In a recent interview with the Asahi Shimbun, Indonesian President Susilo Bambang Yudhoyono claimed that as chair of the Association of Southeast Asian Nations this year, one of his top priorities would be to make progress over the South China Sea dispute by bringing China into multilateral talks.
This concern over Beijing’s claims in the South China Sea reflects four underlying considerations in Jakarta regarding the dispute, which involves China, Vietnam, Malaysia, Taiwan, the Philippines, and Brunei.
First of all, while Indonesia isn’t technically a claimant state, it has a clear interest in the issue, especially as the Chinese claim in the infamous ‘nine-dotted line’ map threatens the waters around the Natuna Islands, an archipelago of roughly 300 small islands that hosts the country’s largest reserve of natural gas. Since the 1990s, Jakarta has sought clarification over the Chinese claim, but has so far failed to receive an unequivocal and consistent response.
This uncertainty around such a key strategic area perhaps explains why in 1996 and 2008, Indonesia held two of its largest-ever joint military exercises in the area. China’s claim is also likely behind Indonesia’s decision to forge strategic and security partnerships with Australia, India, and the United States in recent years.
A second, related, issue is broader Indonesia-China relations. Following a ‘freeze’ in diplomatic relations between 1967 and 1990, overall ties between the two geopolitical rivals have been improving. This warming culminated in the 2005 Strategic Partnership Agreement and the ongoing expansion in trade, investment, defence and education.
That said, there’s still some distrust within the Jakarta elite, especially considering China’s rapid naval modernization, lack of defence transparency, and growing assertiveness in the South China Sea. This last issue is perhaps the real litmus test for long-term Sino-Indonesian relations, especially with Beijing no longer issuing ‘statements of concern’ regarding Indonesia’s ethnic Chinese. In addition, there has also been some unease over China as an economic rival—Jakarta notes, for example, that the trade deficit with Beijing in 2010 was between $5 and $7 billion.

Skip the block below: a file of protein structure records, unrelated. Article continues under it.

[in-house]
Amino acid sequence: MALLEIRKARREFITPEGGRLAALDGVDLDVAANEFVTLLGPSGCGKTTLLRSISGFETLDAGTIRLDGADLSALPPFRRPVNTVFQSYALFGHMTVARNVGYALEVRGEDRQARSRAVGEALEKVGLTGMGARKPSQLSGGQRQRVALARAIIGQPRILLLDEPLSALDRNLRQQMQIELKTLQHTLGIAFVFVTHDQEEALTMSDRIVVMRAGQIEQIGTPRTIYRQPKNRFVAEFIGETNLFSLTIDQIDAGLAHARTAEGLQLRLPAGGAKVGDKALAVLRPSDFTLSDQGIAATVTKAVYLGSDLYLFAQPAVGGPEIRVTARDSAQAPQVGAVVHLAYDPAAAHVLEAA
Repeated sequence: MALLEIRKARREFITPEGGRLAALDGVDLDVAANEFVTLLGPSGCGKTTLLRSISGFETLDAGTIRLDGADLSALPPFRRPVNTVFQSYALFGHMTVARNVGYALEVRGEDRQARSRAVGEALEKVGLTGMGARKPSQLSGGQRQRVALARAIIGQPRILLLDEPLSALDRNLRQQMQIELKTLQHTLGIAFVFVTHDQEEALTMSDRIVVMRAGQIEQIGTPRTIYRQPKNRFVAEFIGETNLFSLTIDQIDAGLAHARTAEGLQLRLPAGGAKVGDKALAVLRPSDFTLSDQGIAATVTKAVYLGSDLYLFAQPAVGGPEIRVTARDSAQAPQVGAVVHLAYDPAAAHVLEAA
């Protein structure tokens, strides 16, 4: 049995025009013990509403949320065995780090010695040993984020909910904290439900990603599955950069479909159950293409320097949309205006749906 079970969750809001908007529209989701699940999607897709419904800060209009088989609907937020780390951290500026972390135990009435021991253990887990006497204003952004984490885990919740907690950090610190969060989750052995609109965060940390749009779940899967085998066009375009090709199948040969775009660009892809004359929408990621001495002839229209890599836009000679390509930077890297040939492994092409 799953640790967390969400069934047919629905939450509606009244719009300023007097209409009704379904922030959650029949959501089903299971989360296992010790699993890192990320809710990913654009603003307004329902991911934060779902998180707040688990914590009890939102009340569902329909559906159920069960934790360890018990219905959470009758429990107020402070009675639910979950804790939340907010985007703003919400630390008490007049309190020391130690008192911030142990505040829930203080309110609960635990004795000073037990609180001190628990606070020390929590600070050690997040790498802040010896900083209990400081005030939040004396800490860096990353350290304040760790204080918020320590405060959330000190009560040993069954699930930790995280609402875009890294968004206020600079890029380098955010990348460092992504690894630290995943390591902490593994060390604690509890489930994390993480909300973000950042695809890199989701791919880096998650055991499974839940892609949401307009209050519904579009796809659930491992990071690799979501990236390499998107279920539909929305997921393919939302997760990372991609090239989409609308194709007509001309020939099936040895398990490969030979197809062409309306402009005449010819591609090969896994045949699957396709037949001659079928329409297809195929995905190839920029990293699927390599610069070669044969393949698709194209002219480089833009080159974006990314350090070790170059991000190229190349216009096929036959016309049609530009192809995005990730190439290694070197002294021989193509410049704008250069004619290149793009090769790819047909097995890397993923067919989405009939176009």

The third reason for wanting to tackle the dispute is the potential for conflict in Indonesia’s northern zone—considered its lifeline in terms of trade, fisheries and natural resources. Indonesia has no interest in seeing the dispute spiral out of control, especially if it involves regional powerhouses like China and the United States.
It’s with this in mind that since 1990, the Foreign Affairs Ministry has initiated track-two informal workshops and technical meetings on managing the conflicts in the South China Sea, which have been attended by government officials (in a private capacity), academics from affected countries and outside observers. These meetings have allowed for discussions on ‘practical’ cooperation such as search and rescue operations and marine scientific research.
The founder of the workshops, renown international law expert and former Indonesia Ambassador Hashim Djalal, believes that informal discussions will gradually build a feeling of comfort among those involved in the dispute, and perhaps eventually even lead to an agreement. Indeed, some have suggested that the 2002 ASEAN-China Declaration on the Conduct of the Parties (DoC), the first joint non-legally binding agreement of its kind on the South China Sea, was built upon the workshops’ proceedings.
Finally, and more generally, the South China Sea has always been one of the most contentious and divisive issues within the regional grouping, challenging its overall cohesion and occasionally creating a mockery of the ‘ASEAN Way’ of peacefully settling disputes.
According to the Energy Information Agency, there were 17 military clashes in the South China Sea between 1974 and 2002 involving variously China, the Philippines, Malaysia and Vietnam. Such figures underscore the fact that it’s not just about dealing with China, but also about reconciling the overlapping claims and interests of all countries involved.
As ASEAN chair this year, Indonesia has no choice but to push for the further implementation of the 2002 DoC, and even the formulation of a legally binding Code of Conduct. Whether Jakarta has the political creativity to tackle this long-running issue, of course, remains to be seen.
This article was originally posted in The Diplomat.